In a closed suction catheter assembly, as set forth in U.S. Pat. Nos. 3,991,762 and 4,569,344, the catheter may be enveloped by a protective sleeve and include a valve mechanism disposed near the vacuum source. These features reduce the risk of contamination to both the patient and the care giver. At its distal end, the closed suction catheter may be attached to an artificial airway via one of a variety of connectors, including, for example, a multi-legged tracheostomy connector. One of the legs of the tracheostomy connector may be connected to a tracheostomy tube located within an aperture formed in the throat of the patient. When it is desired to remove secretions or mucus from the patient, the catheter is advanced through the connector and into the tracheostomy tube. Negative pressure is then applied to the other end of the catheter and secretions within the patient's respiratory system are evacuated. With the use of the closed suction catheter assembly, the ventilating circuit need not be detached from the patient during suctioning, and a single catheter may be used for an extended period, typically a 24-hour period.
Thus, there is a need for an adaptor for attachment of a closed suction catheter assembly to a tracheostomy tube or other artificial airway that effectively addresses at least some of the problems noted with conventional closed suction catheter assemblies.
Objects and advantages of the invention will be set forth in part in the following description, or may be obvious from the description, or may be learned through practice of the invention.
The present invention is directed to an adaptor for use with a closed suction catheter assembly for attachment to an artificial airway, such as a tracheostomy tube. It should be appreciated that the adaptor of the present invention may be described herein with reference to a “tracheostomy tube” in particular. This is for illustrative purposes only and it should be understood that the adaptor may be utilized with any configuration of an artificial airway.
The adaptor is configured to permit engagement with an artificial airway, such as a tracheostomy tube. A housing member defines an internal chamber in communication with the tracheostomy tube that allows a patient to simultaneously breathe through the tube and adaptor. In one embodiment, a series of projections or ribs extend radially inward within the housing of the adaptor, thereby defining channels which enable the patient's ability to breathe.
The adaptor may contain within the housing an oxygen port for patients having reduced respiratory capacity. As such, the oxygen port permits the introduction of oxygen or oxygen enriched air to the patient.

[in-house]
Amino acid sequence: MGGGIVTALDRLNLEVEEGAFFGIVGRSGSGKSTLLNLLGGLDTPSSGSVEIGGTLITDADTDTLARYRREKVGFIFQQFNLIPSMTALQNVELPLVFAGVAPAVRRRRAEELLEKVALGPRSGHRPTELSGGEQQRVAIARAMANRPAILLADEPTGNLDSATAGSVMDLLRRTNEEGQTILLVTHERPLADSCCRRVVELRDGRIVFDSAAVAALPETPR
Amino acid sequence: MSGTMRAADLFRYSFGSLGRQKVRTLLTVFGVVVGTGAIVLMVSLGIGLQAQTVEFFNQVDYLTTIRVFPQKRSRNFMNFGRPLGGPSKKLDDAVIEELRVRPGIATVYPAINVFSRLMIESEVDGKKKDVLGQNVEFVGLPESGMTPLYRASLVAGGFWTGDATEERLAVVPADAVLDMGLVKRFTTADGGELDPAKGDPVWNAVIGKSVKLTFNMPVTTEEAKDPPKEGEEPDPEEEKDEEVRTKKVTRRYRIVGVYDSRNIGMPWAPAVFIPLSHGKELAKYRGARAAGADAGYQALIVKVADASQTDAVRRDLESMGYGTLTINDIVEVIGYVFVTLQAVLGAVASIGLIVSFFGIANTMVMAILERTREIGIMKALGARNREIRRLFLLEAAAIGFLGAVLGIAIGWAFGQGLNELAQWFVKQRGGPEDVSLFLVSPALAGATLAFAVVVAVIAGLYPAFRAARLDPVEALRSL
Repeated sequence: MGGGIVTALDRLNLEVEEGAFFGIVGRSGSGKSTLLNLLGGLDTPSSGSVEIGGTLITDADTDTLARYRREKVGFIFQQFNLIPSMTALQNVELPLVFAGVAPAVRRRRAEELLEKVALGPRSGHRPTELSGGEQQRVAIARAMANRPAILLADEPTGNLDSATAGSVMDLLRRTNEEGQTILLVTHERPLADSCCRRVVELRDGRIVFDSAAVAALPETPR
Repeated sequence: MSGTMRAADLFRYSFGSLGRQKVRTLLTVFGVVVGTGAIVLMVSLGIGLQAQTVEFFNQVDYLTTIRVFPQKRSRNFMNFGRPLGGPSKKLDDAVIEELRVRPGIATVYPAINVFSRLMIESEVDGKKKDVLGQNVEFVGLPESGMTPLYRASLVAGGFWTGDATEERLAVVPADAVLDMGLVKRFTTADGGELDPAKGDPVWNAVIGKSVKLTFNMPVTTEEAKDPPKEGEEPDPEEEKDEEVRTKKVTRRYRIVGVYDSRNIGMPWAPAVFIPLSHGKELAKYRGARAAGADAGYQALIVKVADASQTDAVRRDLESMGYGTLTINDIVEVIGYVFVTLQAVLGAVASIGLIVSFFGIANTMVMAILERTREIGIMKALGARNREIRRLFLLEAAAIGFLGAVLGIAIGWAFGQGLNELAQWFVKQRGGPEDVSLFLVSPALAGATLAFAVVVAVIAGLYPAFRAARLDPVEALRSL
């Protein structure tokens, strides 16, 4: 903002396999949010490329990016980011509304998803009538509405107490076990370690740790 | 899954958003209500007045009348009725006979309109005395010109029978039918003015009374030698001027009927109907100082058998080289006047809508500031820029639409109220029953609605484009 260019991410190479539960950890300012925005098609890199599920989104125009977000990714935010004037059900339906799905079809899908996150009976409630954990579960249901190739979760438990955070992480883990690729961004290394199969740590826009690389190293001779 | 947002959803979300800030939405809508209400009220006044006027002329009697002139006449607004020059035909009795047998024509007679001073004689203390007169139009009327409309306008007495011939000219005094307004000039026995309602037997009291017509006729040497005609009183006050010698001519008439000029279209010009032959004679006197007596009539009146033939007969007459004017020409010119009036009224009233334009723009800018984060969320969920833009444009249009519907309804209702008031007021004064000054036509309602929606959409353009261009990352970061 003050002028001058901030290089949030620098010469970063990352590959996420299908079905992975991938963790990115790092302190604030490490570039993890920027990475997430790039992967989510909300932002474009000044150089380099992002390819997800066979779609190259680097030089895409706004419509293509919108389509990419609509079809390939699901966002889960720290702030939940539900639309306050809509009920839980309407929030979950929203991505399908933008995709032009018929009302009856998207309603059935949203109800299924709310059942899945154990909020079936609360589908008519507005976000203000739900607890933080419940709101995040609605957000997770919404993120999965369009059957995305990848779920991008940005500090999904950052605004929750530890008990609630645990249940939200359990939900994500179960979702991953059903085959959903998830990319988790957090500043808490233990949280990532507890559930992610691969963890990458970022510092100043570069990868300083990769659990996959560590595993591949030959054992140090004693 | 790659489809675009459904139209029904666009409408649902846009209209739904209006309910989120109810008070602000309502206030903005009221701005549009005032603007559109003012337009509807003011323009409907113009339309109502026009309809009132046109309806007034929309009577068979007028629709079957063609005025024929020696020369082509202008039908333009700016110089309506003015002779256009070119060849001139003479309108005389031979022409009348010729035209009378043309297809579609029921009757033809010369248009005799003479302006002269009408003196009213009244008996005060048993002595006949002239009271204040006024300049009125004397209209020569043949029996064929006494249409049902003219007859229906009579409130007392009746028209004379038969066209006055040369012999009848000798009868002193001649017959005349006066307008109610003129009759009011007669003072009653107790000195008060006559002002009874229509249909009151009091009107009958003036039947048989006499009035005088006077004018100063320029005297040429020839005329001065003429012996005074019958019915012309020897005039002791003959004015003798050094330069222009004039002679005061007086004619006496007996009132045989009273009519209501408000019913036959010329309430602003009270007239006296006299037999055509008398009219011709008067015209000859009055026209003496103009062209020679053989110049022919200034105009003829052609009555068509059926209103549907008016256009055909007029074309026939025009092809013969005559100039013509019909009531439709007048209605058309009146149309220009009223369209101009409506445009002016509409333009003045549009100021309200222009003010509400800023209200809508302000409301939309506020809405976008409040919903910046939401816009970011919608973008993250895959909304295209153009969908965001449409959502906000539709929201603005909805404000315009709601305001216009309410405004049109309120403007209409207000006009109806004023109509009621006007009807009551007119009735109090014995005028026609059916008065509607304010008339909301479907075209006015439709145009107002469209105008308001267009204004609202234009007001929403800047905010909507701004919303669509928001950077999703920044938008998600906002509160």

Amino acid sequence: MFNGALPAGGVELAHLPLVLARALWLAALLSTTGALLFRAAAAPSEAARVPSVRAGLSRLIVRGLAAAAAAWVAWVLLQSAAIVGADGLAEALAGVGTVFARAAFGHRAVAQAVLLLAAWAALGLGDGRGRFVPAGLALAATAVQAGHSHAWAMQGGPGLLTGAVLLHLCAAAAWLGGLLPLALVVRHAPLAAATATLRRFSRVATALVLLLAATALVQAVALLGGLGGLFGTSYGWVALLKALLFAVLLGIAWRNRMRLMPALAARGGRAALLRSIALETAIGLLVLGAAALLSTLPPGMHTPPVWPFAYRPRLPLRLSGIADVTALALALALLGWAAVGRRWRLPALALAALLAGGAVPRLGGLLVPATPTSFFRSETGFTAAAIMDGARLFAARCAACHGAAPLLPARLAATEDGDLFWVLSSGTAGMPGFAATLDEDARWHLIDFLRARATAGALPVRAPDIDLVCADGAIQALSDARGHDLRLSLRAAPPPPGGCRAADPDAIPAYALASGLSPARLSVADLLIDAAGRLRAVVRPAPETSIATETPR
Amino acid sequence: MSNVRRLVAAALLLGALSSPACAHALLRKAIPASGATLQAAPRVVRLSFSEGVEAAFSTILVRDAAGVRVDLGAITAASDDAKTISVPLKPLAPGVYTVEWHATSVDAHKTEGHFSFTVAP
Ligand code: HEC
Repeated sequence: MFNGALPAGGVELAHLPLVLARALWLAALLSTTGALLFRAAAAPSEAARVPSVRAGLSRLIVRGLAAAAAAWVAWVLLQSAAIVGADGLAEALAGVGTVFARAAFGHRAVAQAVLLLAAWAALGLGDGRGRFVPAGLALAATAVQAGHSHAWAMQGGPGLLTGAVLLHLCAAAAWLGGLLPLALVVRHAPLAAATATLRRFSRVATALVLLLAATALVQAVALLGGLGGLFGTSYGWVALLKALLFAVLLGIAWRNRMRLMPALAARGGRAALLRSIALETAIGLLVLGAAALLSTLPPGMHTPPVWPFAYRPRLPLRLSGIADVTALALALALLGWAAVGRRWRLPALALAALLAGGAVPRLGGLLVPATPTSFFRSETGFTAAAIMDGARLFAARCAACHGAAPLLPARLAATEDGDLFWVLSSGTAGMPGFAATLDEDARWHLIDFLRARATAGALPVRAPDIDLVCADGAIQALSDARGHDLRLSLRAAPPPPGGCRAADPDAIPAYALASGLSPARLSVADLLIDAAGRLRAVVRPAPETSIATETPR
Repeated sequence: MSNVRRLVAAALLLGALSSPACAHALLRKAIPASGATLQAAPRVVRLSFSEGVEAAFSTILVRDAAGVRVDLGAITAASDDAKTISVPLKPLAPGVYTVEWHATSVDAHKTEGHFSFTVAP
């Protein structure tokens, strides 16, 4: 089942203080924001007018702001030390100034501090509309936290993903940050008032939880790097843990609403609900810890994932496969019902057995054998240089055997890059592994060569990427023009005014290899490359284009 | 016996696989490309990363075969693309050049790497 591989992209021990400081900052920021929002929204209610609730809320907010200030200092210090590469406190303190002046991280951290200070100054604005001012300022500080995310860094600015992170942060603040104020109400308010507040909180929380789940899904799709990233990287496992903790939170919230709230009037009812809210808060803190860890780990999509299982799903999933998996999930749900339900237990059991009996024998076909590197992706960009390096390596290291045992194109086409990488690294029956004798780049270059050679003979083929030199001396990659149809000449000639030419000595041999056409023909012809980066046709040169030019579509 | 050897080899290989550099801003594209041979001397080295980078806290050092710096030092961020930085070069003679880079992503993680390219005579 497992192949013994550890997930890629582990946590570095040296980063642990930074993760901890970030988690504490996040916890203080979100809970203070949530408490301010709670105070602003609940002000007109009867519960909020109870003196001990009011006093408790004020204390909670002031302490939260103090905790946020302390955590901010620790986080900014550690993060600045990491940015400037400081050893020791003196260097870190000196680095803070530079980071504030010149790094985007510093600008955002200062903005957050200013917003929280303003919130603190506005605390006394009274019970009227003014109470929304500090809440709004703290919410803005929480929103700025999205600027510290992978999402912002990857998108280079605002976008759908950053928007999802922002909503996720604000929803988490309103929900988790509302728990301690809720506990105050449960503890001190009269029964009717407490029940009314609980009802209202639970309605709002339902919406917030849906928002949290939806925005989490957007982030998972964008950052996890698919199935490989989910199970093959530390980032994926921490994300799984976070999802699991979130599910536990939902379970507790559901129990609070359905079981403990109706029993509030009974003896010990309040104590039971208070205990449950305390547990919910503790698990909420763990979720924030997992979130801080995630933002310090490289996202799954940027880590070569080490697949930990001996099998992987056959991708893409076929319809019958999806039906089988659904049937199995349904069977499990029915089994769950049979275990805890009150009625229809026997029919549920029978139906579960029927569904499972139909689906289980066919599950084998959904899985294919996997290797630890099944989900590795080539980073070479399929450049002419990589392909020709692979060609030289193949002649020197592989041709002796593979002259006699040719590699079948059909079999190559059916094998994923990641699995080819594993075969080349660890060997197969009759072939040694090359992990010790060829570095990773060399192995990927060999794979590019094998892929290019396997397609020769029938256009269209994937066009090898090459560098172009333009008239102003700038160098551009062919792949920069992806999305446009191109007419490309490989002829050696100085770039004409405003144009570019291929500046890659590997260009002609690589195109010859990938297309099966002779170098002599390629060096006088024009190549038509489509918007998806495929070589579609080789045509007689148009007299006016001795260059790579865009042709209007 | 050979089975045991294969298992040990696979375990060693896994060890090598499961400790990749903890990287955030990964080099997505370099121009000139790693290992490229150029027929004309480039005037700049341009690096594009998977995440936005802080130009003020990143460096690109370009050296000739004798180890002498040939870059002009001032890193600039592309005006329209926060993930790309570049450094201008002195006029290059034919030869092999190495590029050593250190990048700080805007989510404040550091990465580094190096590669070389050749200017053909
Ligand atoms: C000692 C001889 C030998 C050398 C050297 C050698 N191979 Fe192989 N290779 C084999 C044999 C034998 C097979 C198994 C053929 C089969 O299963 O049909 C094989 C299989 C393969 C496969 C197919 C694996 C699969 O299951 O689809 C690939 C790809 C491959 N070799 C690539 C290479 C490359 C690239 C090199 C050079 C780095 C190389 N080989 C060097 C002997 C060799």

The adaptor also may contain a means for cleaning mucus and other secretions from the external surface of the catheter. In one embodiment, the housing of the adaptor may have a lavage port to assist in cleaning. A cover may be provided for isolation of the catheter from the atmosphere during cleaning.
Further, the adaptor of the invention, when used with a closed suction catheter assembly, safeguards the clinician from contamination by keeping the external surface of the catheter either within the protective sleeve of the closed suction catheter assembly or within the adaptor housing. The isolation of the catheter further safeguards the patient by keeping microbes and other surrounding contaminants away from the external surface of the catheter.
The adaptor also facilitates release of the closed suction catheter assembly from the tracheostomy tube and, thus, the patient. A release assembly may include an extension mechanism attached to a release member. When force is applied to the release assembly, the distal end of the closed suction catheter assembly disengages itself from the adaptor flange of the tracheostomy tube. The adaptor permits single-handed detachment without undue movement of the tracheostomy tube.
In one embodiment, the adaptor is formed with a release plate and a pair of arms which attach the plate to the closed suction catheter assembly. The arms are formed so that when pressure is applied thereto, the arms extend, causing the release plate to disengage the adaptor flange of the tracheostomy tube, forcing the distal end of the catheter assembly to move away from the proximal end of the tracheostomy tube.
In accordance with another aspect of the present invention, the release plate may be movable so that a portion of the plate covers the distal end of the catheter to help prevent cross-contamination.